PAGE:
It’s finally April and my hyacinths, tulips and irises are beginning to bloom which means warmer weather is on its way. My favorite part of spring is seeing all the flowers in bloom, which is why I have 11 different flower beds in my yard. I have a wide variety of flowers and shrubs such as roses, lilies, hostas, and hydrangeas. I love looking out the window and seeing all the different flowers. However, flowers aren’t the only thing grown at my house. In the backyard we always have a sizable vegetable garden. The last frost date for our area is quickly approaching, meaning it’s time to start prepping the yard for our garden.
Now, growing a garden is not as difficult as it seems. Trust me on that. I don’t have a green thumb at all but we had a great turnout last year. Not only is it fun and relaxing to put in and tend a garden, but it is also a great way to save a little money by growing fresh fruits and veggies you would typically buy at the grocery store. Home-grown tastes better, too! Typically we can or freeze what we grow so it can be used all year round—which means, in part, some fresher-tasting veggies and such in the winter, when they are mostly out of season everywhere else.
The first step is figuring out where the garden will be and if the soil in that area is conducive to growing. Plants need nutrients like nitrogen, potassium, and phosphorous to grow healthy and strong. They can be derived from the soil or added later if your soil is not rich in these nutrients already. It’s also important to make sure there is enough sunlight and water available. For everything you need to know about getting into gardening check out this beginners guide to gardening. Also, the Farmer’s Almanac is a great resource when you’ve decided on what and when to plant your garden. Another great resource for all your gardening needs is the website Gardening Know How. They have information on not only gardening but also lawn care, composting and caring for houseplants.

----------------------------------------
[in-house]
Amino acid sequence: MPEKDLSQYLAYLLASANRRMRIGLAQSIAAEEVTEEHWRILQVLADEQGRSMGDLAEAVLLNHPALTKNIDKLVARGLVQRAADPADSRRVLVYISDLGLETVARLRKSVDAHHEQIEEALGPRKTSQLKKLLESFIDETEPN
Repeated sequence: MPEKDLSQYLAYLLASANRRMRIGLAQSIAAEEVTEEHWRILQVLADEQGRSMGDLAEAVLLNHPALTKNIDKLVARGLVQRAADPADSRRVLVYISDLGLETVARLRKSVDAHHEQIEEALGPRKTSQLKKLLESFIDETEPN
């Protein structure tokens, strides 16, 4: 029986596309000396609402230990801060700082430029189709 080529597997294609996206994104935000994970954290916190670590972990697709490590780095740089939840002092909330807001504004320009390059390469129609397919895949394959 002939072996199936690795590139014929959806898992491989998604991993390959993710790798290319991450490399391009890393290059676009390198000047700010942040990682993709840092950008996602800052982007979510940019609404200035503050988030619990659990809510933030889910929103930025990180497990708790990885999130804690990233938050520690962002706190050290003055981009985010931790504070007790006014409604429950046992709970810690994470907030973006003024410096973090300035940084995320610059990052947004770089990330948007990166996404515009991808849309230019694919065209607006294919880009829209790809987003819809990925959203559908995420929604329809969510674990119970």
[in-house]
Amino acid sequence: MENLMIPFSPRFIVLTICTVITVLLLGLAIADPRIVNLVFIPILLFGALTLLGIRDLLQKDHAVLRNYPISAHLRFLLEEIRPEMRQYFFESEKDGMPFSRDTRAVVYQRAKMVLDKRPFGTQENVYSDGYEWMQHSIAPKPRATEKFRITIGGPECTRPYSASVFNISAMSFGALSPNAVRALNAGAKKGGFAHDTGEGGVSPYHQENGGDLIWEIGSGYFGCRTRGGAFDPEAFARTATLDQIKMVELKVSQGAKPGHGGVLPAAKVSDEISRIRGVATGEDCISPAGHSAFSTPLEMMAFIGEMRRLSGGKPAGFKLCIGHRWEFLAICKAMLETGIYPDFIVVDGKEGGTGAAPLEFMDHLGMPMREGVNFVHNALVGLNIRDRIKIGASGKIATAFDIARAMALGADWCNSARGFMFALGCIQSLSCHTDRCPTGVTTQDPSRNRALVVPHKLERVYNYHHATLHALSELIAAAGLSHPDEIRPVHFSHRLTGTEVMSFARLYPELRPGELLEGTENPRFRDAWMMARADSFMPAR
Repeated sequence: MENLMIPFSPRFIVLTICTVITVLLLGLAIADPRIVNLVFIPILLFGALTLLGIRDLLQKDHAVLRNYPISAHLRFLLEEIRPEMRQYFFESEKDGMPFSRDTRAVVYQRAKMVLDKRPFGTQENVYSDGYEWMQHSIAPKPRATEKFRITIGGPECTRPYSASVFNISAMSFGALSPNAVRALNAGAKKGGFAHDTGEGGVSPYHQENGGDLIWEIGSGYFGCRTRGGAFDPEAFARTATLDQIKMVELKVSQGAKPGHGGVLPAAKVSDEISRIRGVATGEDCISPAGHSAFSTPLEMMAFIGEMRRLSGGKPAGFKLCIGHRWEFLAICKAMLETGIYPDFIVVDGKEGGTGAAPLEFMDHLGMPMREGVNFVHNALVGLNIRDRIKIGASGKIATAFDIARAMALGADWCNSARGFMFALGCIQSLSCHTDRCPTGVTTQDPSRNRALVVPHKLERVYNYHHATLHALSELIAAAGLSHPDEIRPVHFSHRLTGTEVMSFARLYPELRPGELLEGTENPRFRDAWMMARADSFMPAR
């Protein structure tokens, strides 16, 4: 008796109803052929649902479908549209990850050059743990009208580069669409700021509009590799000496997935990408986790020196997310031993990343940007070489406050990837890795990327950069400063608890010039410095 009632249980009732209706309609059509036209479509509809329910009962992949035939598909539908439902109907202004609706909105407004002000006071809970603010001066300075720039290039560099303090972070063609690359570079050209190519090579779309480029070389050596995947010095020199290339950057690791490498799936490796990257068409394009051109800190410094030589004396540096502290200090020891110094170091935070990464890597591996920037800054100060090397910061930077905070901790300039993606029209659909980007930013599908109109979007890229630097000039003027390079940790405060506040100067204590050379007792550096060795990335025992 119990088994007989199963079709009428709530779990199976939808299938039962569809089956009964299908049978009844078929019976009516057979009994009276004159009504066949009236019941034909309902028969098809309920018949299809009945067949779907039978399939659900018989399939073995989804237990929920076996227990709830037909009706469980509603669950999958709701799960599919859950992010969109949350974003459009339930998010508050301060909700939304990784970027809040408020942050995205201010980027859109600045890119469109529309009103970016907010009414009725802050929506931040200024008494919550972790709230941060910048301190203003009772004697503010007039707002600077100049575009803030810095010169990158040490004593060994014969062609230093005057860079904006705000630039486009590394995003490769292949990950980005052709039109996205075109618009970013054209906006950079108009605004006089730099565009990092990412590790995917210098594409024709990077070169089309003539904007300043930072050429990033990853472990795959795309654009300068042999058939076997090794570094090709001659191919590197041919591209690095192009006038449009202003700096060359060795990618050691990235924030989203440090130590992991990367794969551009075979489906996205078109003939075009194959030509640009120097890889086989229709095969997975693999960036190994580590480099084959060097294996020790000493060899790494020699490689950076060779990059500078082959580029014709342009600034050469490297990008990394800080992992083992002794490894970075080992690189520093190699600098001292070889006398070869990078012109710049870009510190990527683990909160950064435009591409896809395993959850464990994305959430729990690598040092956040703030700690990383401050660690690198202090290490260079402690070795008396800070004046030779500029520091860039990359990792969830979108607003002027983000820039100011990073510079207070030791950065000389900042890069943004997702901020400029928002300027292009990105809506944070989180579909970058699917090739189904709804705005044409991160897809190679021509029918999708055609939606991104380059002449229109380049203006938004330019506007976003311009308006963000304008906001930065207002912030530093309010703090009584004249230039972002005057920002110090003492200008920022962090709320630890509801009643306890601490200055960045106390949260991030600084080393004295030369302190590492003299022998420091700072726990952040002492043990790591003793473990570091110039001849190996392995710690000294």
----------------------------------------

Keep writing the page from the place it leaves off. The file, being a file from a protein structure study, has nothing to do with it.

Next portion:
If you want to garden but don’t have enough room in your yard I have a solution for you! Many plants can be grown indoors. Planet Natural Research Center is a great resource for starting your indoor garden. Pinterest is also a great resource for fun and cute indoor planters. (Hmmm, this sounds like a great future blog post!) Another option is a community garden. The Metro Parks offer garden plots for $20 a year at the Possum Creek and Wegerzyn Gardens.
Freeze or can your crop so you don’t have to use it all at once. Last year, we had a lot of tomatoes so I made and canned tomato sauce and was able to use it all winter. Canning is really an easy process. You can either use the water bath method or the pressure canning method, and mason jars are relatively inexpensive at your local grocery store. Both canning methods and directions can be found here.
Growing your own food can be a lot of fun. I’d love to see pictures of your garden or hear any gardening tips you may have. Send them to Val@rivervalleycu.org.